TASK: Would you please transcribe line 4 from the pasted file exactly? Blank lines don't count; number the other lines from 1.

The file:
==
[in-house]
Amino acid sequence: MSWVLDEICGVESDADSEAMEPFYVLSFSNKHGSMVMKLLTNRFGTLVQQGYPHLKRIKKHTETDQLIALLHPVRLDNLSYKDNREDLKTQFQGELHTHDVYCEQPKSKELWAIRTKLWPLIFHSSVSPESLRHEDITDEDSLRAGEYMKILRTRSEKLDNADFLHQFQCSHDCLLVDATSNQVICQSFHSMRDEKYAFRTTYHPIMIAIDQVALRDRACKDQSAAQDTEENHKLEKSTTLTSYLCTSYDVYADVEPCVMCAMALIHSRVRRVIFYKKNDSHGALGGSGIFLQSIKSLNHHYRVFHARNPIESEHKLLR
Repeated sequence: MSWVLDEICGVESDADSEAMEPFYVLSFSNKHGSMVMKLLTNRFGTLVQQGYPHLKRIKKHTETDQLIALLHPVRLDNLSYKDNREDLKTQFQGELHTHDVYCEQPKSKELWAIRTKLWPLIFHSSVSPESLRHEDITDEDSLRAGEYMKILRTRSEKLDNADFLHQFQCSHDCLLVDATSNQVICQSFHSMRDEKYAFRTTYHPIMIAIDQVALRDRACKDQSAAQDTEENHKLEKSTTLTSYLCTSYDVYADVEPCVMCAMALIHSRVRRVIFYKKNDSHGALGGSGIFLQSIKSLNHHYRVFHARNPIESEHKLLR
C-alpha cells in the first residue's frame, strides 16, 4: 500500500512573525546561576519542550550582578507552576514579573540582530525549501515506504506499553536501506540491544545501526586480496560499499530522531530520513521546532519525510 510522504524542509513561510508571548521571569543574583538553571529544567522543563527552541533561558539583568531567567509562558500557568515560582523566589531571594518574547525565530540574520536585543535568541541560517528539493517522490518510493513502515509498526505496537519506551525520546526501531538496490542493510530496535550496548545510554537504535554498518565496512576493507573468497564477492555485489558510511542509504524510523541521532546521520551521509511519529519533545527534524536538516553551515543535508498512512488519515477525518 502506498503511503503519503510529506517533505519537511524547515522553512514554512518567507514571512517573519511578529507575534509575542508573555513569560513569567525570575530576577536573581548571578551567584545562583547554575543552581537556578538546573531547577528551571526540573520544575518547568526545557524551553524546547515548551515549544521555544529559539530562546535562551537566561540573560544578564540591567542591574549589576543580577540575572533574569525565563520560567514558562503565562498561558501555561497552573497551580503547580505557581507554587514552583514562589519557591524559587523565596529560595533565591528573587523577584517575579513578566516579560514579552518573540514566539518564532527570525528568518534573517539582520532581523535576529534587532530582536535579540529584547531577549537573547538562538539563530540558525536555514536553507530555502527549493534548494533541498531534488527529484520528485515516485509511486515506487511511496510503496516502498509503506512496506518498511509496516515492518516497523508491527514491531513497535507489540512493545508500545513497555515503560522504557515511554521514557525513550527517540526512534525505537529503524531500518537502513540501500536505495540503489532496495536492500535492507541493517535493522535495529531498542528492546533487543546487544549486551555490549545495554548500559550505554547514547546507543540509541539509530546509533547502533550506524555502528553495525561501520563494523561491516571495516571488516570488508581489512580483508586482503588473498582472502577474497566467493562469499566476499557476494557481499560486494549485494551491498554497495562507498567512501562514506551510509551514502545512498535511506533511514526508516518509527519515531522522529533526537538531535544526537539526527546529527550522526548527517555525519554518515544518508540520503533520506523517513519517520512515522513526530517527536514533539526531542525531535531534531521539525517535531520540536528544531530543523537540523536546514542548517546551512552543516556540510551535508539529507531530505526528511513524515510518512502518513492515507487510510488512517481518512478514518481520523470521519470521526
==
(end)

C-alpha cells in the first residue's frame, strides 16, 4: 500500500512573525546561576519542550550582578507552576514579573540582530525549501515506504506499553536501506540491544545501526586480496560499499530522531530520513521546532519525510 510522504524542509513561510508571548521571569543574583538553571529544567522543563527552541533561558539583568531567567509562558500557568515560582523566589531571594518574547525565530540574520536585543535568541541560517528539493517522490518510493513502515509498526505496537519506551525520546526501531538496490542493510530496535550496548545510554537504535554498518565496512576493507573468497564477492555485489558510511542509504524510523541521532546521520551521509511519529519533545527534524536538516553551515543535508498512512488519515477525518 502506498503511503503519503510529506517533505519537511524547515522553512514554512518567507514571512517573519511578529507575534509575542508573555513569560513569567525570575530576577536573581548571578551567584545562583547554575543552581537556578538546573531547577528551571526540573520544575518547568526545557524551553524546547515548551515549544521555544529559539530562546535562551537566561540573560544578564540591567542591574549589576543580577540575572533574569525565563520560567514558562503565562498561558501555561497552573497551580503547580505557581507554587514552583514562589519557591524559587523565596529560595533565591528573587523577584517575579513578566516579560514579552518573540514566539518564532527570525528568518534573517539582520532581523535576529534587532530582536535579540529584547531577549537573547538562538539563530540558525536555514536553507530555502527549493534548494533541498531534488527529484520528485515516485509511486515506487511511496510503496516502498509503506512496506518498511509496516515492518516497523508491527514491531513497535507489540512493545508500545513497555515503560522504557515511554521514557525513550527517540526512534525505537529503524531500518537502513540501500536505495540503489532496495536492500535492507541493517535493522535495529531498542528492546533487543546487544549486551555490549545495554548500559550505554547514547546507543540509541539509530546509533547502533550506524555502528553495525561501520563494523561491516571495516571488516570488508581489512580483508586482503588473498582472502577474497566467493562469499566476499557476494557481499560486494549485494551491498554497495562507498567512501562514506551510509551514502545512498535511506533511514526508516518509527519515531522522529533526537538531535544526537539526527546529527550522526548527517555525519554518515544518508540520503533520506523517513519517520512515522513526530517527536514533539526531542525531535531534531521539525517535531520540536528544531530543523537540523536546514542548517546551512552543516556540510551535508539529507531530505526528511513524515510518512502518513492515507487510510488512517481518512478514518481520523470521519470521526